Miller v. Burt

Filing 11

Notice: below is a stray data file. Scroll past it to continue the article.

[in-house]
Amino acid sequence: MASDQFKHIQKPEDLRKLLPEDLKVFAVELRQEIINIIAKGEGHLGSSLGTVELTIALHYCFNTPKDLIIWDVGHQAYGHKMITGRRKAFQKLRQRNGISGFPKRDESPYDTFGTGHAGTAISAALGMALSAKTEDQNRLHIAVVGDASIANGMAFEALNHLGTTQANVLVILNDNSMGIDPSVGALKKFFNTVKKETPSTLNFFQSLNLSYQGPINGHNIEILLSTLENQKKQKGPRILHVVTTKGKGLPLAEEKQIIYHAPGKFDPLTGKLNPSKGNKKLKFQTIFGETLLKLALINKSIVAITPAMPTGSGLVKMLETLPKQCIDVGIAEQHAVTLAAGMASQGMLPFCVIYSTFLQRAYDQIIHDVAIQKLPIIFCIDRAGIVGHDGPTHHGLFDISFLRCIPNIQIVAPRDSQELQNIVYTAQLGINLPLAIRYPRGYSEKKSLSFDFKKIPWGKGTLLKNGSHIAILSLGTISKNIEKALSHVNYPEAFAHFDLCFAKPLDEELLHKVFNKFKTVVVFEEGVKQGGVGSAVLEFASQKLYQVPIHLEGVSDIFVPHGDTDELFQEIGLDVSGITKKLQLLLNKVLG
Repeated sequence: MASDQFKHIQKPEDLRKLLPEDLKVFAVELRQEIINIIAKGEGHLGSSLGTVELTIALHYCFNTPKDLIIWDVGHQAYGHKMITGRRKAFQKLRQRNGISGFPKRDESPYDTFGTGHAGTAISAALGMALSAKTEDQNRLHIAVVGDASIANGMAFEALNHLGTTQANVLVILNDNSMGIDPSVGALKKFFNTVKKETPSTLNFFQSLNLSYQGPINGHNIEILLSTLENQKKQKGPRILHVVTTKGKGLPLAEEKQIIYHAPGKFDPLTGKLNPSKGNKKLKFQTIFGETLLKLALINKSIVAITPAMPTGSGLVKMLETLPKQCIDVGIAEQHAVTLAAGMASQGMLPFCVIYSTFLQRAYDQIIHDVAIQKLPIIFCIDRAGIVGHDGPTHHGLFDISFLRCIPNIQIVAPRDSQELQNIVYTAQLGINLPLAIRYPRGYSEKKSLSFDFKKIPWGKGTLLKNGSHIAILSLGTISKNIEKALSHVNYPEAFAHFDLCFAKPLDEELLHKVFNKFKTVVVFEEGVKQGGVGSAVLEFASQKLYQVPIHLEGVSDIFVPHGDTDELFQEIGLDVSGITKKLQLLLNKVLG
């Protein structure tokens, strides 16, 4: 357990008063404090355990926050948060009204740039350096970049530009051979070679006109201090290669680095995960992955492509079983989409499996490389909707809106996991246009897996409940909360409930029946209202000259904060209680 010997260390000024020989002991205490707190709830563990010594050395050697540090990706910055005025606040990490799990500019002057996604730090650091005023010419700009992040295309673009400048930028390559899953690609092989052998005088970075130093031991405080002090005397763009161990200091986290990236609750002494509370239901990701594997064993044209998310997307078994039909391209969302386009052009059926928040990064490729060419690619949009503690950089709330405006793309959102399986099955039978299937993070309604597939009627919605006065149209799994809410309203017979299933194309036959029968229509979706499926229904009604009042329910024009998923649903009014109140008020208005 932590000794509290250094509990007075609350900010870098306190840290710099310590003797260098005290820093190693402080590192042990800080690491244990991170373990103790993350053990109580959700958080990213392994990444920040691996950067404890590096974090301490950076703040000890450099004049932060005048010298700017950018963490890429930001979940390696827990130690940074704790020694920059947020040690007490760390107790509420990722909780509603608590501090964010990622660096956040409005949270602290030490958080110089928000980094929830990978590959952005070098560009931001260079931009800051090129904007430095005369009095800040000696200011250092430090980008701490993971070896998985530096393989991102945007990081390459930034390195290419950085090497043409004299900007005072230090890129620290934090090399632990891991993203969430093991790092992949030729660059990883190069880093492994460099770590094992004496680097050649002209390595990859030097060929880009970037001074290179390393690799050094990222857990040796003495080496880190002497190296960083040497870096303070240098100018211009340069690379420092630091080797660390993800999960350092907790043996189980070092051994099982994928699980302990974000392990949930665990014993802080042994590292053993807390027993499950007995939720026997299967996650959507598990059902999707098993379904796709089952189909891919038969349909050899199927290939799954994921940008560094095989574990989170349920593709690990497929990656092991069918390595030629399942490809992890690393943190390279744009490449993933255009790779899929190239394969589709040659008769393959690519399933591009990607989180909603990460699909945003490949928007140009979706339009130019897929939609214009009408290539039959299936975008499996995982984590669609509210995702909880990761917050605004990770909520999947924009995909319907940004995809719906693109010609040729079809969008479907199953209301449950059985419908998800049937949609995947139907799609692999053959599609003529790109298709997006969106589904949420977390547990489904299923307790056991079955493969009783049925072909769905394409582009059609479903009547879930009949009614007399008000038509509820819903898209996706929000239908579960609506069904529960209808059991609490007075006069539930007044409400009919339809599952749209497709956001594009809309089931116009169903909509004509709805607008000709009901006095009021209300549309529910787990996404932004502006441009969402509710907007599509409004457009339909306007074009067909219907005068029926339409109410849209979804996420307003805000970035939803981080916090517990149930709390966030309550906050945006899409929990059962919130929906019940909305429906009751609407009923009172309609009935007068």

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UNITED STATES DISTRICT COURT EASTERN DISTRICT OF MICHIGAN SOUTHERN DIVISION KEOTHES MILLER, Petitioner, Case No.14-10862 Hon. Denise Page Hood v. SHERRY BURT, Respondent. ___________________________________/ OPINION AND ORDER (1) DENYING PETITION FOR WRIT OF HABEAS CORPUS, (2) DENYING A CERTIFICATE OF APPEALABILITY, AND (3) DENYING PERMISSION TO PROCEED IN FORMA PAUPERIS ON APPEAL This is a habeas corpus action brought by a state prisoner pursuant to 28 U.S.C. § 2254. Petitioner was convicted after a bench trial in the Wayne Circuit Court of felon in possession of a firearm, MICH. COMP. LAWS § 750.224f, possession of a firearm during the commission of a felony, MICH. COMP. LAWS § 750.227b, and domestic violence. MICH. COMP. LAWS § 750.81(2). As a result, Petitioner was sentenced to one-to-five years for the possession charge, a consecutive five-year term for the felony-firearm charge, and a one year probationary term for the domestic violence charge. The petition raises two claims: (1) insufficient evidence was presented to sustain Petitioner’s firearm convictions, and (2) the prosecution did not establish a nexus between the firearms and Petitioner. The petition will be denied because Petitioner’s claims are without merit. The Court will also deny Petitioner a certificate of appealability and deny him permission to proceed on appeal in forma pauperis. I. Background Petitioner’s convictions result from a domestic violence call in Detroit. Detroit Police Officers Ned Gray and Mario White testified at Petitioner’s bench trial that they responded to a call at a residential address in Detroit. When they arrived the officers met Petitioner’s girlfriend, Sisbohn Danielle Cotton Allen. Allen’s lip was “busted,” and she was crying. She said that she had an argument with Petitioner, and he hit her with a closed fist. After Allen spoke with the officers, Petitioner came downstairs from the second floor, and the officers arrested him. When Officer White handcuffed him, Petitioner asked Officer Gray to go upstairs and retrieve his coat. Petitioner did not specify where they would be. When Officer Gray went upstairs, he found only one bedroom. Lying on the bed officer Gray saw an open duffle bag on top of a man’s coat. When he lifted the bag, he saw two guns, men’s socks, and men’s underwear inside. Officer Gray brought the coat and bag downstairs and asked defendant if the duffle bag was his. Petitioner replied in the affirmative. 2 The parties stipulated that defendant was previously convicted of a felony and was not eligible to carry a firearm. Petitioner called Allen to testify in his defense. She testified that both officers, not just Officer Gray, went upstairs to her bedroom and they left her alone with Petitioner downstairs. Allen said that, after the police left, she discovered her bedroom was ransacked. Allen also testified that she was seeing another man romantically when she was dating Petitioner. His first name was Jonathan, but she did not know his last name. Allen claimed that the duffle bag that the police recovered belonged to Jonathan and it had been hidden under her bed, not on top of it. She also claimed that Jonathan never contacted her to retrieve the duffle bag or guns. The prosecutor called Officer Gray in rebuttal. Officer Gray testified that he went upstairs to the bedroom alone. Officer White stayed with Petitioner. According to police protocol, they could not leave a domestic violence suspect alone with a victim. When he was upstairs, Officer Gray did nothing but retrieve the items on the bed. He did not open drawers, move other items, or look under the mattress. In rendering its verdict, the trial court found that Officer Gray was credible and Allen was not. It then found Petitioner guilty on all counts. He was sentenced as indicated above. Following his conviction and sentence, Petitioner filed a claim of appeal in the 3 Michigan Court of Appeals, raising the following claims: I. Petitioner was wrongfully convicted of the crimes of felon in possession of a firearm and felony firearm, second offense, because the People failed to introduce evidence sufficient to prove the gun possession charges beyond a reasonable doubt and therefore Petitioner was convicted based upon insufficiency of the evidence. II. Petitioner was wrongfully convicted of the crimes of possession of a firearm by a felon and felony firearm, second offense, because a nexus was never proven between Petitioner and the weapons introduced at trial, sufficient to prove physical or constructive possession of the firearms by Petitioner. The Michigan Court of Appeals affirmed Petitioner’s conviction in an unpublished opinion. People v. Miller, No. 309324 (Mich. Ct. App. June 11, 2013). Petitioner subsequently filed an application for leave to appeal in the Michigan Supreme Court, where he raised the same claims that he raised in the Michigan Court of Appeals. The Michigan Supreme Court denied the application because it was not persuaded that the questions presented should be reviewed by the Court. People v. Miller, 839 N.W.2d 215 (Mich. 2013) (table). II. Standard of Review 28 U.S.C. § 2254(d), as amended by The Antiterrorism and Effective Death Penalty Act of 1996 (AEDPA), imposes the following standard of review for habeas cases: An application for a writ of habeas corpus on behalf of a person in custody pursuant to the judgment of a State court shall not be granted 4 with respect to any claim that was adjudicated on the merits in State court proceedings unless the adjudication of the claim– (1) resulted in a decision that was contrary to, or involved an unreasonable application of, clearly established Federal law, as determined by the Supreme Court of the United States; or (2) resulted in a decision that was based on an unreasonable determination of the facts in light of the evidence presented in the State court proceeding. A decision of a state court is “contrary to” clearly established federal law if the state court arrives at a conclusion opposite to that reached by the Supreme Court on a question of law or if the state court decides a case differently than the Supreme Court has on a set of materially indistinguishable facts. Williams v. Taylor, 529 U.S. 362, 405-06 (2000). An “unreasonable application” occurs when “a state court decision unreasonably applies the law of [the Supreme Court] to the facts of a prisoner’s case.” Id. at 409. A federal habeas court may not “issue the writ simply because that court concludes in its independent judgment that the relevant state-court decision applied clearly established federal law erroneously or incorrectly.” Id. at 410-11. The Supreme Court has explained that “[A] federal court’s collateral review of a state-court decision must be consistent with the respect due state courts in our federal system.” Miller-El v. Cockrell, 537 U.S. 322, 340 (2003). The “AEDPA thus 5 imposes a ‘highly deferential standard for evaluating state-court rulings,’and ‘demands that state-court decisions be given the benefit of the doubt.’” Renico v. Lett, 130 S. Ct. 1855, 1862 (2010)((quoting Lindh v. Murphy, 521 U.S. 320, 333, n. 7 (1997); Woodford v. Viscotti, 537 U.S. 19, 24 (2002)(per curiam)). “[A] state court’s determination that a claim lacks merit precludes federal habeas relief so long as ‘fairminded jurists could disagree’ on the correctness of the state court’s decision.” Harrington v. Richter, 131 S. Ct. 770, 786 (2011)(citing Yarborough v. Alvarado, 541 U.S. 652, 664 (2004)). The Supreme Court has emphasized “that even a strong case for relief does not mean the state court’s contrary conclusion was unreasonable.” Id. (citing Lockyer v. Andrade, 538 U.S. 63, 75 (2003). Furthermore, pursuant to § 2254(d), “a habeas court must determine what arguments or theories supported or...could have supported, the state court’s decision; and then it must ask whether it is possible fairminded jurists could disagree that those arguments or theories are inconsistent with the holding in a prior decision” of the Supreme Court. Id. “[I]f this standard is difficult to meet, that is because it was meant to be.” Harrington, 131 S. Ct. at 786. Although 28 U.S.C. § 2254(d), as amended by the AEDPA, does not completely bar federal courts from relitigating claims that have previously been rejected in the state courts, it preserves the authority for a federal court to grant habeas relief only “in cases where there is no possibility fairminded 6 jurists could disagree that the state court’s decision conflicts with” the Supreme Court’s precedents. Id. Indeed, “Section 2254(d) reflects the view that habeas corpus is a ‘guard against extreme malfunctions in the state criminal justice systems,’ not a substitute for ordinary error correction through appeal.” Id. (citing Jackson v. Virginia, 443 U.S. 307, 332, n. 5 (1979))(Stevens, J., concurring in judgment)). Thus, a “readiness to attribute error [to a state court] is inconsistent with the presumption that state courts know and follow the law.” Woodford, 537 U.S. at 24. Therefore, in order to obtain habeas relief in federal court, a state prisoner is required to show that the state court’s rejection of his claim “was so lacking in justification that there was an error well understood and comprehended in existing law beyond any possibility for fairminded disagreement.” Harrington, 131 S. Ct. at 786-87. III. Discussion Both of Petitioner’s claims essentially raise a single challenge to the sufficiency of the evidence presented at trial to show that Petitioner possessed the firearms found in the bag. “[T]he Due Process Clause protects the accused against conviction except upon proof beyond a reasonable doubt of every fact necessary to constitute the crime with which he is charged.” In re Winship, 397 U.S. 358, 364 (1970). On direct review, review of a sufficiency of the evidence challenge must focus on whether “after 7 viewing the evidence in the light most favorable to the prosecution, any rational trier of fact could have found the essential elements of the crime beyond a reasonable doubt.” Jackson, 443 U.S. at 319 (emphasis in original). In the habeas context, “[t]he Jackson standard must be applied ‘with explicit reference to the substantive elements of the criminal offense as defined by state law.’” Brown v. Palmer, 441 F.3d 347, 351 (6th Cir. 2006) (quoting Jackson, 443 U.S. at 324 n.16). “Two layers of deference apply to habeas claims challenging evidentiary sufficiency.” McGuire v. Ohio, 619 F.3d 623, 631 (6th Cir. 2010), citing Brown v. Konteh, 567 F.3d 191, 204-05 (6th Cir. 2009)). First, the Court “must determine whether, viewing the trial testimony and exhibits in the light most favorable to the prosecution, any rational trier of fact could have found the essential elements of the crime beyond a reasonable doubt.” Brown, 567 F.3d at 205, citing Jackson, 443 U.S. at 319). Second, if the Court were “to conclude that a rational trier of fact could not have found a petitioner guilty beyond a reasonable doubt, on habeas review, [the Court] must still defer to the state appellate court’s sufficiency determination as long as it is not unreasonable.” Id. The Michigan Court of Appeals, after explaining the standard of review discussed above, rejected Petitioner’s claim as follows: At trial, Officer Gray testified that he observed the firearms inside an open duffle bag that was sitting on top of defendant’s coat. According to 8 Officer Gray, defendant admitted that the duffle bag belonged to him. The trial court expressly found that Officer Gray’s testimony was credible. Viewed in a light most favorable to the prosecution, Officer Gray’s testimony was sufficient to establish defendant’s constructive possession of the firearms beyond a reasonable doubt. Although defendant argues on appeal that Officer Gray’s testimony was not credible, this Court does not interfere in the trier of fact’s assessment of the credibility of the witnesses. People v. Unger, 278 Mich. App. 210, 222 (2008); People v. Vaughn, 186 Mich. App. 376, 380 (1990). People v. Miller, 2013 Mich. App. LEXIS 1015, *1-4. This analysis was a reasonable one in light of clearly established federal law. The prosecution theory was that Petitioner had constructive possession of the firearms. Pursuant to Michigan law, “[a] person has ‘possession’ of a weapon when it is ‘accessible and available . . . at the time [the crime is committed].’” People v. Williams, 198 Mich. App. 537, 541(Mich. Ct. App. 1993) (quotation omitted) (second alteration in original). Actual possession of the firearm at the time of arrest is not required and access to the weapon is not to be determined solely by reference to the arrest. Id. The evidence presented at trial allowed the trier of fact to draw the inference beyond a reasonable doubt that the bag containing the firearms belonged to Petitioner and was in his constructive possession because it was lying on top of his coat. Furthermore, Officer Gray testified that Petitioner admitted that the bag belonged to him. This testimony alone, if believed, supported the finding that the guns in the bag also belonged to Petitioner. 9 Petitioner asserts that the testimony of the officer who discovered the bag was not credible, however, because it was contradicted by his girlfriend’s testimony. But the trial court found that the officer’s testimony was more credible than the defense witness. The assessment of witness credibility is beyond the scope of federal habeas review. Gall v. Parker, 231 F.3d 265, 286 (6th Cir. 2000) (citing Schlup v. Delo, 513 U.S. 298, 330 (1995)). Accordingly, because the state court adjudication of Petitioner’s claims did not result in an unreasonable application of clearly established federal law, the petition will be denied. IV. Certificate of Appealability Under 28 U.S.C. § 2253(c)(2), the Court must determine whether a certificate of appealability should be granted. A certificate should issue if Petitioner has demonstrated a “substantial showing of a denial of a constitutional right.” 28 U.S.C. § 2253(c)(2). To warrant a grant of the certificate, “[t]he petitioner must demonstrate that reasonable jurists would find the district court’s assessment of the constitutional claims debatable or wrong.” Slack v. McDaniel, 529 U.S. 473 (2000). The Court finds that reasonable jurists could not debate this Court’s resolution of Petitioner’s claims, and will therefore deny a certificate of appealability. The Court will also deny Petitioner permission to proceed on appeal in forma pauperis because any appeal of this decision would be frivolous. 10 V. Conclusion Accordingly, the Court DENIES and DISMISSES WITH PREJUDICE the petition for a writ of habeas corpus. The Court further DENIES a certificate of appealability, and DENIES permission to proceed on appeal in forma pauperis. SO ORDERED. /s/ Denise Page Hood Honorable Denise Page Hood United States District Judge Dated: December 31, 2014 11